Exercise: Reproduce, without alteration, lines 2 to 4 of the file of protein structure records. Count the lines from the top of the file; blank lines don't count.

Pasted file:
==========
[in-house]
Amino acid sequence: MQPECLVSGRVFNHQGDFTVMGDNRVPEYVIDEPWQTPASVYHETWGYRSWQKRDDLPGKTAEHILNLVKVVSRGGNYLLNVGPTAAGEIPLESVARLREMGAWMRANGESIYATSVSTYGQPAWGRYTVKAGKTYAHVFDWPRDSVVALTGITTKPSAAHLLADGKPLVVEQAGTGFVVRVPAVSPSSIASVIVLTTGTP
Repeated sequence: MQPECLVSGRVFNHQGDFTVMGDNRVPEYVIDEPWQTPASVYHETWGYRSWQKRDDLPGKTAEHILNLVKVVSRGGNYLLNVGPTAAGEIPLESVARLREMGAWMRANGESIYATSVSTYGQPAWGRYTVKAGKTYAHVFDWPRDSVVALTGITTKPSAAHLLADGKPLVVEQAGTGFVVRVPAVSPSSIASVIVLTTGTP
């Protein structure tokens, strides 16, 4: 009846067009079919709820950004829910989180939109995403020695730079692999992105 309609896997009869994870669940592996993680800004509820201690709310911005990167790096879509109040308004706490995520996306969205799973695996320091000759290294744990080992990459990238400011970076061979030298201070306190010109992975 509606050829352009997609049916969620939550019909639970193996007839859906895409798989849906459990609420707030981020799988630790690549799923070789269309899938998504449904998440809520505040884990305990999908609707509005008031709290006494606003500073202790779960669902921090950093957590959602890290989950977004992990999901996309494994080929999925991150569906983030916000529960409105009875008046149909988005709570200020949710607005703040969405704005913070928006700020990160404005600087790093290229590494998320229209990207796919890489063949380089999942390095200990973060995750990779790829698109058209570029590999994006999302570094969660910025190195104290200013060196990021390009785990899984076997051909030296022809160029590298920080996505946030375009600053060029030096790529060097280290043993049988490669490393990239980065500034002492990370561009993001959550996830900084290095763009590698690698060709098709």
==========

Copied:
Amino acid sequence: MQPECLVSGRVFNHQGDFTVMGDNRVPEYVIDEPWQTPASVYHETWGYRSWQKRDDLPGKTAEHILNLVKVVSRGGNYLLNVGPTAAGEIPLESVARLREMGAWMRANGESIYATSVSTYGQPAWGRYTVKAGKTYAHVFDWPRDSVVALTGITTKPSAAHLLADGKPLVVEQAGTGFVVRVPAVSPSSIASVIVLTTGTP
Repeated sequence: MQPECLVSGRVFNHQGDFTVMGDNRVPEYVIDEPWQTPASVYHETWGYRSWQKRDDLPGKTAEHILNLVKVVSRGGNYLLNVGPTAAGEIPLESVARLREMGAWMRANGESIYATSVSTYGQPAWGRYTVKAGKTYAHVFDWPRDSVVALTGITTKPSAAHLLADGKPLVVEQAGTGFVVRVPAVSPSSIASVIVLTTGTP
């Protein structure tokens, strides 16, 4: 009846067009079919709820950004829910989180939109995403020695730079692999992105 309609896997009869994870669940592996993680800004509820201690709310911005990167790096879509109040308004706490995520996306969205799973695996320091000759290294744990080992990459990238400011970076061979030298201070306190010109992975 509606050829352009997609049916969620939550019909639970193996007839859906895409798989849906459990609420707030981020799988630790690549799923070789269309899938998504449904998440809520505040884990305990999908609707509005008031709290006494606003500073202790779960669902921090950093957590959602890290989950977004992990999901996309494994080929999925991150569906983030916000529960409105009875008046149909988005709570200020949710607005703040969405704005913070928006700020990160404005600087790093290229590494998320229209990207796919890489063949380089999942390095200990973060995750990779790829698109058209570029590999994006999302570094969660910025190195104290200013060196990021390009785990899984076997051909030296022809160029590298920080996505946030375009600053060029030096790529060097280290043993049988490669490393990239980065500034002492990370561009993001959550996830900084290095763009590698690698060709098709």